The plan to open some streets in Coos County to all-terrain vehicles as part of the “Ride the Wilds” network is being greeted with dismay by the U.S. Consumer Product Safety Commission, says Carl Purvis, an agency spokesman.
“It is much better to ride that ATV on terrain it was designed for as opposed to taking it onto a paved road,” Purvis said.
Purvis said ATVs were engineered for dirt and riders can have handling problems on pavement. They can also be struck by cars.
Between 2005 and 2007 about one-third of ATV-related deaths occurred on paved surfaces, Purvis said. That’s about 800 deaths. More recent figures were not available.
Jurisdictions that opened some streets to ATVs include Gorham, Berlin and Colebrook.
That was done as part of “Ride the Wilds,” a 700-mile network of ATV trails designed to increase tourism.
Some streets were opened to make it easier for ATV riders to trundle into town and spend money for fuel, motels and restaurants.
ATVs are not designed for use on pavement, agreed Chris Gamache, the head of the state’s trails bureau.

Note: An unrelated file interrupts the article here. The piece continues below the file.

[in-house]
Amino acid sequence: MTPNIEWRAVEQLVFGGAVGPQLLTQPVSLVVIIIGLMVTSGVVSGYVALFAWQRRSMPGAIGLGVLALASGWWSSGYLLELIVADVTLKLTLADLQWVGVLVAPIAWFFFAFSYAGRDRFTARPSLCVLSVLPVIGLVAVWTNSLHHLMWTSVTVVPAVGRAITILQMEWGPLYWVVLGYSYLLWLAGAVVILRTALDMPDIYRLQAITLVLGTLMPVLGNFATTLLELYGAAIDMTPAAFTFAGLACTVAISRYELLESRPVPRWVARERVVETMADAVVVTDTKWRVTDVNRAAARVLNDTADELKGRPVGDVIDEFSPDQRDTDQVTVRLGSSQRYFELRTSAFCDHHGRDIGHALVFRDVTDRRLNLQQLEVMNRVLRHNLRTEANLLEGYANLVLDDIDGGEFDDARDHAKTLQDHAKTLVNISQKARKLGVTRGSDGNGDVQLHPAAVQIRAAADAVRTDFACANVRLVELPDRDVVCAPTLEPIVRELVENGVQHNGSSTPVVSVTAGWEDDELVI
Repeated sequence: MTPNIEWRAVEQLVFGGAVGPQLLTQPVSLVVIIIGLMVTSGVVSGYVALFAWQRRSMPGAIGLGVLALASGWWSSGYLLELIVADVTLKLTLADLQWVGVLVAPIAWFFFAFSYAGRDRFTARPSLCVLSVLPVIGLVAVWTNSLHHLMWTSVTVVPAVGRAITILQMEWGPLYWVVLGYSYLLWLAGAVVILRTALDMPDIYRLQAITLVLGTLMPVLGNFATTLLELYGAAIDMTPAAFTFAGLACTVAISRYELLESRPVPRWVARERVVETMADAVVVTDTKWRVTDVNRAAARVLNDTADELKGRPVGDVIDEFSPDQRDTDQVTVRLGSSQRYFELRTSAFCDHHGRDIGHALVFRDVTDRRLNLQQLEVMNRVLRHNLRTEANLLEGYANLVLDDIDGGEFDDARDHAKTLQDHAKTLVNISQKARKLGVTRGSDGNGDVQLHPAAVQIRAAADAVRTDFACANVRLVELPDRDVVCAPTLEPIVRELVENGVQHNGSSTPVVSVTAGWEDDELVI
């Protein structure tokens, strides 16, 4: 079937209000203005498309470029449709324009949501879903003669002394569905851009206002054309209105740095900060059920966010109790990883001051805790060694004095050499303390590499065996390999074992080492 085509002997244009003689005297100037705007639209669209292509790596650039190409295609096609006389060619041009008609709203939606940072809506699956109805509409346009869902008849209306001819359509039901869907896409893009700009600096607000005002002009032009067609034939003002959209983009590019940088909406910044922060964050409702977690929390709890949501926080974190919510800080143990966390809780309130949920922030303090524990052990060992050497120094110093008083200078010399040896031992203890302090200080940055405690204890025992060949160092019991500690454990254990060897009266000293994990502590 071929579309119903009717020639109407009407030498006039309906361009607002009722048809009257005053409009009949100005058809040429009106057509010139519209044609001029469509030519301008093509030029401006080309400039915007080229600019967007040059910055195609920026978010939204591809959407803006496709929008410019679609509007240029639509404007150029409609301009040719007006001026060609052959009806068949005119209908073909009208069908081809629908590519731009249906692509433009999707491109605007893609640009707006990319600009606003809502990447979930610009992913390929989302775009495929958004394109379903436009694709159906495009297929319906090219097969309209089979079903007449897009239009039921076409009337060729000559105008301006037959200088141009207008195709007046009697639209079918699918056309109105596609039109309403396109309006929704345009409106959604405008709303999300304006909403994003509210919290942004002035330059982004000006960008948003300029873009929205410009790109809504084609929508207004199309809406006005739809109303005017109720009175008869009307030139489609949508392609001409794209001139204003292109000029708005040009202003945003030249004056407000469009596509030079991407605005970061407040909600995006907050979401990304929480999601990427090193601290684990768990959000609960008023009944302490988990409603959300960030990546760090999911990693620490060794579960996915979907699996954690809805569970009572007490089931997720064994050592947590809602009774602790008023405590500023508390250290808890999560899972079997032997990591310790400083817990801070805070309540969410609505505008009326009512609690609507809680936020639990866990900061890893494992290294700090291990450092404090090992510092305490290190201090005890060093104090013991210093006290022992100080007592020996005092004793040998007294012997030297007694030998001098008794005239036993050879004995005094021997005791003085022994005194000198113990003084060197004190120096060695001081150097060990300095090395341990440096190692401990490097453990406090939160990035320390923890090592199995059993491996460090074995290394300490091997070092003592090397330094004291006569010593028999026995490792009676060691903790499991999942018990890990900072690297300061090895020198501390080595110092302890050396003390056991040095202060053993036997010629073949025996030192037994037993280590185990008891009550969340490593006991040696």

But Gamache said efforts were made to pick short sections of roads that will minimize the risk and officials will be monitoring the issue.
In Colebrook, for example, the speed limit will be 10 miles per hour.
And when Colebrook approved ATVs on streets earlier this year selectman Bob Holt noted the policy could change.
“The board also has the right to rescind any one of these roads if there are problems,” he said.
Meanwhile a recent report from the federal agency raises the possibility ATV-related deaths are dropping.
In 2008 there were 741 deaths reported nationwide. In 2011 that was down to 327.
But the agency’s Purvis cautioned against assuming that is a trend because the number of deaths could increase. He said deaths may be reported to the agency long after they occur.
In New Hampshire there has been one ATV-related death in the last 43 months, according to a report from New Hampshire Fish and Game.